Renaissance

It’s been over a month since I last published, and there have been numerous changes in my life to explain my silence. I have moved half-way across the country again, and realized how one year’s isolation in hotels can stunt a person. I haven’t been idle—I’ve been working on my book (working title: MY BOOK), and engaging with the staff in my various abodes. I’m currently in a hotel in which people can stay until the Crack of Doom, although I hope to leave before then.

Of course I’ve been keeping abreast, remotely, of the doings of my friends and colleagues by means of Social Media, although it seems to have become Political Media recently (most unwelcome). Some things haven’t changed—the most popular response is often a vulgar attack. However they may use it, it is how they wish to be perceived.

I’ve been focused on Renaissance—rebirth. The word is usually associated with the Arts, but experience tells me living really is an art. In returning to the East Coast, I’m finding I will have to reconstruct or resurrect a lot of the old life in which I was most comfortable. It’s been so long, I’m struggling to remember what that was.

I’m acutely aware of how much catching up there is for me to do. In a fast-food chain a few weeks ago, someone had to explain the menu to me because the menu had mysterious ‘catchy’ expressions and I couldn’t understand it.

The last year’s cast of characters falls into three categories. The largest category, of course, is The Ciphers—people who are content to watch things happen and do nothing about them. They often claim to commitments and ideals, but they don’t exercise them. We must accept and care about these, or risk becoming one of them.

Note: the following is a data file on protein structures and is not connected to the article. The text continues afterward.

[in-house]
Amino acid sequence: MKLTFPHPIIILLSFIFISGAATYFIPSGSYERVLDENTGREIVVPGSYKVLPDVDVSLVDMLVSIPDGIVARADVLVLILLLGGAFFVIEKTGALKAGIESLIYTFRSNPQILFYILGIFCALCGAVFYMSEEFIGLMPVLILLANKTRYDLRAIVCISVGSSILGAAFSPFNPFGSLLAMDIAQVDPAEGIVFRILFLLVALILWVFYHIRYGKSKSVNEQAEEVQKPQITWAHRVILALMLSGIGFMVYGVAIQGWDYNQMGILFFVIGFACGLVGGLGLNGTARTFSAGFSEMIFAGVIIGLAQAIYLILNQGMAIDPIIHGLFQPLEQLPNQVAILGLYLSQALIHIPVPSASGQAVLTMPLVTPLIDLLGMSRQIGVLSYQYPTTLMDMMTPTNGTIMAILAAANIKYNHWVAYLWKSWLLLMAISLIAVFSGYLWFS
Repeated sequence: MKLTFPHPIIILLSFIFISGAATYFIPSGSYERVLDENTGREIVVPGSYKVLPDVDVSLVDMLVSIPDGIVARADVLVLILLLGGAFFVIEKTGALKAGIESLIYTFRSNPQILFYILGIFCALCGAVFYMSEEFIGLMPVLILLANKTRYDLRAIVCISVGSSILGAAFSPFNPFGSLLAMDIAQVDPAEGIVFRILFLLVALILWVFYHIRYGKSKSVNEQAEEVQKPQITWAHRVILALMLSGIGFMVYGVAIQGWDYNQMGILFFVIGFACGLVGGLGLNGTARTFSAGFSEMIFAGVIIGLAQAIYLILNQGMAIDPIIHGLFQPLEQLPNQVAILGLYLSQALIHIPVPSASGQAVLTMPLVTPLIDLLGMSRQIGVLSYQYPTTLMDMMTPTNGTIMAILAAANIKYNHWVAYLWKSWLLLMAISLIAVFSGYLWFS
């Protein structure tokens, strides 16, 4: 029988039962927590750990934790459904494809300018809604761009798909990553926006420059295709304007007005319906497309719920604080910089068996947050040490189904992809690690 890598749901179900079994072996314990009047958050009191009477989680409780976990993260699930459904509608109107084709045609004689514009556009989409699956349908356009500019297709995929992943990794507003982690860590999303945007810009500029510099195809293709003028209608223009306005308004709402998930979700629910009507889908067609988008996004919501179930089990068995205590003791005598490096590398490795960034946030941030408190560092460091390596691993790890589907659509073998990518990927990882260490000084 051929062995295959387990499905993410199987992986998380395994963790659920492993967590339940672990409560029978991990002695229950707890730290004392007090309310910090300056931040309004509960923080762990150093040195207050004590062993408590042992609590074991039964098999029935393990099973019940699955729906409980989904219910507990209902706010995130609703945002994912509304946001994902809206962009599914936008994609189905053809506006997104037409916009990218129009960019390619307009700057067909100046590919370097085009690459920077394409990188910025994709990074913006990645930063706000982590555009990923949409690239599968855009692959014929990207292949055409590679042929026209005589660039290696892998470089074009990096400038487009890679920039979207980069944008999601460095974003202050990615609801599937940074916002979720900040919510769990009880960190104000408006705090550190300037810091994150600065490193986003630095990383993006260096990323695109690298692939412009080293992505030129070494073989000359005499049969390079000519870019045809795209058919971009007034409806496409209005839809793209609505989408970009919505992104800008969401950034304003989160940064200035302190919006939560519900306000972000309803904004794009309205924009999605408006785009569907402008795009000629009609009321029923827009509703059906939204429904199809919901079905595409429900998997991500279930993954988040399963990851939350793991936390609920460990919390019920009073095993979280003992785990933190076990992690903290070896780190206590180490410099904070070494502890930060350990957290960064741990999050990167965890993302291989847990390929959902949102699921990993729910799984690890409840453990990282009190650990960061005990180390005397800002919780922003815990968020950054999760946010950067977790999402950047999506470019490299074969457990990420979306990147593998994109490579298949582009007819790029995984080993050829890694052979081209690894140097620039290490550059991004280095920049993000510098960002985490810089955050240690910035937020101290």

The next category is The Disappointments—people with promises they won’t keep, authority they’ll abuse (often authority they’ve don’t actually have), and of course, the special sub-category of Villains, comprised largely of thieves and bullies. I’ve been robbed, rousted, and threatened, and met quite a few who for whom truth is an unwelcomed guideline. The obvious response is to avoid these individuals, but the challenge is to recognize them—so many of them are disguised as people.

The category that excites me the most is The Surprises. Complete strangers respond to a plea for help with cash. Old friends in straitened circumstances make sacrifices they can ill afford. Friends I haven’t seen or be in contact with for years, suddenly emerge from the clouds with real, and unexpected help. A recently made friend actually said, ‘You need a better life, I’ll be there Tuesday to collect you.’

And here I am.

The essence of each category revolves around Loyalty and Respect. The Ciphers have none of either, regardless of what they claim. It shows in their actions. The Disappointments have plenty of Loyalty and Respect, but it is only for themselves. The Surprises have Loyalty and Respect in abundance, and it’s for everyone.

I couldn’t enter Renaissance without having had all these in my life, even the Disappointments and the Villains (and I should mention their cousins, the Utter Loons). Unwillingly, I’ve learnt about adapting, adjusting, and assuming ‘combat readiness in hopes the Cavalry arrives in time.’ (They usually do in films. Life imitates Art.)

Renaissance doesn’t happen immediately. It will require as much patience as I have, and I hope less patience than my friends have. It is a time of rediscovery, exploration, and building.

It will require loyalty and respect.

Paul TN Chapman
ptnc.books@gmail.com

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